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Creating Green Jobs From Urban Blights–The Cleveland Experience

Scott Cooney | Monday May 3rd, 2010 | 1 Comment

In last week’s Social Enterprise World Forum, the Democracy Collaborative discussed how they engaged ‘anchor institutions’ to generate local economic development by helping them shift their procurement policies to incorporate more local and sustainable choices.  It’s a chicken and egg problem, of course, in that if the supply for something can’t be met locally, an anchor institution like a hospital or non-profit needs to get those goods and services somewhere else, but until the demand from the anchor institutions exists, it is hard to convince investors that a small business supplying those goods and services is a good idea.

The benefits of green economic development versus simply economic development are clear.  Less use of resources locally (water, energy, etc.) means that the area sends less of its money outside the community, and opens up resources for other businesses in the area.  Green jobs tend to be higher paying jobs, generating more wealth within the community.  And of course, with all the interest in green, incentives from governments, non-profits, and consumers are all in place to help green companies succeed.

So how did Cleveland translate their economic renewal initiative into green jobs?

The Democracy Collective started by suggesting a couple of green businesses that could help serve the community.  Then they interviewed the community and found that the desires/suggestions were a ton more.  A solar-powered, energy efficient industrial scale laundry facility turned out to be business #1 that got started.  Energy efficiency and solar installation retrofits was #2.  Local organic food production is in the planning/development stages and is #3.  These were big businesses, not microenterprise, as was originally thought.   Each of these has at least 40-50 employees, with foreseeable plans for up to 100.

As the needs grew for economic development expertise, the Collective had to find business plan specialists, financing, workforce development trainers, community land trusts, and other partners.  (Community land trusts are set up now to buy the land while it’s really cheap–they can then ensure stable rents for businesses, as well as a good return on investment on the land, if the community development efforts continue to succeed and land values go up).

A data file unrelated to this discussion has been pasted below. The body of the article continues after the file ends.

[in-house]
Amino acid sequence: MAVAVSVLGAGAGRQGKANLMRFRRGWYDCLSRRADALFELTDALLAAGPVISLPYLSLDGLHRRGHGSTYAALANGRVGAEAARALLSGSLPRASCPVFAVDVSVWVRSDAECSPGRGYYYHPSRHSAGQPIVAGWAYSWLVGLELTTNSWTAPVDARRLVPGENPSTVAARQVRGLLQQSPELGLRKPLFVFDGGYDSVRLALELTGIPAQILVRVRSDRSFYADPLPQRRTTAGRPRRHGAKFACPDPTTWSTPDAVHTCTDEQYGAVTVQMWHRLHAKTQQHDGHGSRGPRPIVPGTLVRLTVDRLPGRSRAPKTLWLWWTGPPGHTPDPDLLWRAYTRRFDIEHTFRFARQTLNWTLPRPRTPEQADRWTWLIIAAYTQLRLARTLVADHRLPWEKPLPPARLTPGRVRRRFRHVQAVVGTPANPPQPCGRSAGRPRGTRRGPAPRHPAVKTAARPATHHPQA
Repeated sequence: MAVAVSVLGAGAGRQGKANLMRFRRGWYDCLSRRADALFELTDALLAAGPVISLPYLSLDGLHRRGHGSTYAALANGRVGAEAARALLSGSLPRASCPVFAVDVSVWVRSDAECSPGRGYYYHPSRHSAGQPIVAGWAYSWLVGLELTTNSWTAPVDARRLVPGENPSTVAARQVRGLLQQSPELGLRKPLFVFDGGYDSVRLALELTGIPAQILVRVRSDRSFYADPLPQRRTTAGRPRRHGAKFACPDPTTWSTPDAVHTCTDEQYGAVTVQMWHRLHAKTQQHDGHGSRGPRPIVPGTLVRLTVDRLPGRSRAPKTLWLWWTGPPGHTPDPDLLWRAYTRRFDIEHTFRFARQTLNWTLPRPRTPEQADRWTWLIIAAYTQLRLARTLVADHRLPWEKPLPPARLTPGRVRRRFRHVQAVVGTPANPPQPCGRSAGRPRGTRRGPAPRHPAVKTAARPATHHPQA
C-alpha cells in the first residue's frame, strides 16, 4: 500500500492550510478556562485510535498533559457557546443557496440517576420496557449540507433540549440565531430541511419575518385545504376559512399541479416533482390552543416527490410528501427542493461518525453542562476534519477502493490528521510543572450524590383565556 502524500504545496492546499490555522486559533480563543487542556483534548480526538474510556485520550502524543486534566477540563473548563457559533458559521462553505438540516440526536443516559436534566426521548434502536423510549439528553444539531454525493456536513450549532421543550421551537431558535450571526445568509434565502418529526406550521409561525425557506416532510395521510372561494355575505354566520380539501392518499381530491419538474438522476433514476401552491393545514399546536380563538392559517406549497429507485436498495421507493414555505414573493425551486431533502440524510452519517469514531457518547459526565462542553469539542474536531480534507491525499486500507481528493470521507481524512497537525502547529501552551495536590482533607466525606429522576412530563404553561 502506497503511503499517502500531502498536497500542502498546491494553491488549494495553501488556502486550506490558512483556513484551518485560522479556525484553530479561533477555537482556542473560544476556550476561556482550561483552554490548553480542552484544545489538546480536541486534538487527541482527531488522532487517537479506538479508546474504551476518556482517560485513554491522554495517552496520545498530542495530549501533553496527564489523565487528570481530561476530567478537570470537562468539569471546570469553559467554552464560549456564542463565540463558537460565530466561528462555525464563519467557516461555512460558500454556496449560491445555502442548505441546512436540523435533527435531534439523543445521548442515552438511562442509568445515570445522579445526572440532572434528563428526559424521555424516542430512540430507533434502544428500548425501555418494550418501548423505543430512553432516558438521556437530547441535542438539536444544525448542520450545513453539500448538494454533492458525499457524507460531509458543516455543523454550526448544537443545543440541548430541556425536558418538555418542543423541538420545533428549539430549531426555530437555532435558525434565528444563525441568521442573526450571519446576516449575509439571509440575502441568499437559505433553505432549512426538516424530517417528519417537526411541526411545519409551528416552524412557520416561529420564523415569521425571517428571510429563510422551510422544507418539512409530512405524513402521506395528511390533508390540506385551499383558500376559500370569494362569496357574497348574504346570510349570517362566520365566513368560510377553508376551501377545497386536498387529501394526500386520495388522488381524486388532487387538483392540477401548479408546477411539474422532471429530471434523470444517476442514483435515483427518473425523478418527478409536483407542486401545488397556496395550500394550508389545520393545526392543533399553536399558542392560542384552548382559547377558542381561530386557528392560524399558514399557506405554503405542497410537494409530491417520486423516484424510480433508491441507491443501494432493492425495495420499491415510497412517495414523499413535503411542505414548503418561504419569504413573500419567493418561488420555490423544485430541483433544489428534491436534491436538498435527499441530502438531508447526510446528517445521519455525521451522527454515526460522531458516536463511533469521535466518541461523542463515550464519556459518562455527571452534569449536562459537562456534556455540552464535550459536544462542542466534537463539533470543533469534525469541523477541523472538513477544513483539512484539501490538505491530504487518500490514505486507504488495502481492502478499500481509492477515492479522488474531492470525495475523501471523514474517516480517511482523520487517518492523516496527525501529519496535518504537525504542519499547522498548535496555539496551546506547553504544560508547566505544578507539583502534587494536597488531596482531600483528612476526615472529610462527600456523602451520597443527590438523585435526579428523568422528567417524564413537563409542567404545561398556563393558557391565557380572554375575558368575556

Market studies they conducted showed that not all green businesses were equally viable, however.  The studies, however, gave them the roadmap for getting some green businesses started quickly and developing others as needs and demand grew.

The laundry business, primarily a response to the large medical community need for washing medical garments, was the most likely candidate for success, and was thus the first effort of the group.  It is gearing toward capacity of 10,000,000 pounds of medical laundry per year.  Currently the company serves about 20% of this demand, but has only been in operation for 6 months.  They were able to tie into nursing homes first, competing for the VA contract, which is closing down their in-house laundry, and long term should have the major player, the University Hospital, too.

The next business started was the Ohio Cooperative Solar (OCS).  OCS installs solar panels during the summer and focuses almost exclusively on weatherization during the winter.  So far, the cooperative is doubling in sales pretty much monthly!  OCS employs roughly 100 people, and with the incredible need for weatherization in Cleveland and its surrounding areas, continued growth for the foreseeable future is a good bet.  OCS found that working with non-profit partners was a major bonus–the non-profits can’t take the tax incentives, but they can ‘lease their roof’ to the co-op, which then can get the tax credits.  It created a win-win.

Green City Growers (GCG), scheduled for Fall 2010, is the third green business the group is launching.  GCG is a year round hydroponic veggie greenhouse located in a former industrial area.  It’s a 5 acre facility that can grow up to 4 million heads of lettuce a year, and has the potential to become a major player in the regional food network.  Projections are that it should employ up to 50 people.

The next green businesses planned are a community newspaper and a construction firm (mostly for remodels and renovations of existing/dilapidated buildings).

So where does the financing come from?  A group called the Evergreen Fund is at the center of the whole process in Cleveland.  It’s a 501(c)3 loan fund that will have a revolving line.  It lends to these first businesses which then pay back into it later and help other green businesses get started.

Cleveland is well on its way to greening its economic center and revitalizing a community that suffered greatly from the old economic model of focusing on attracting large outside businesses to create jobs in the city.

Find out more at www.democracycollaborative.org.

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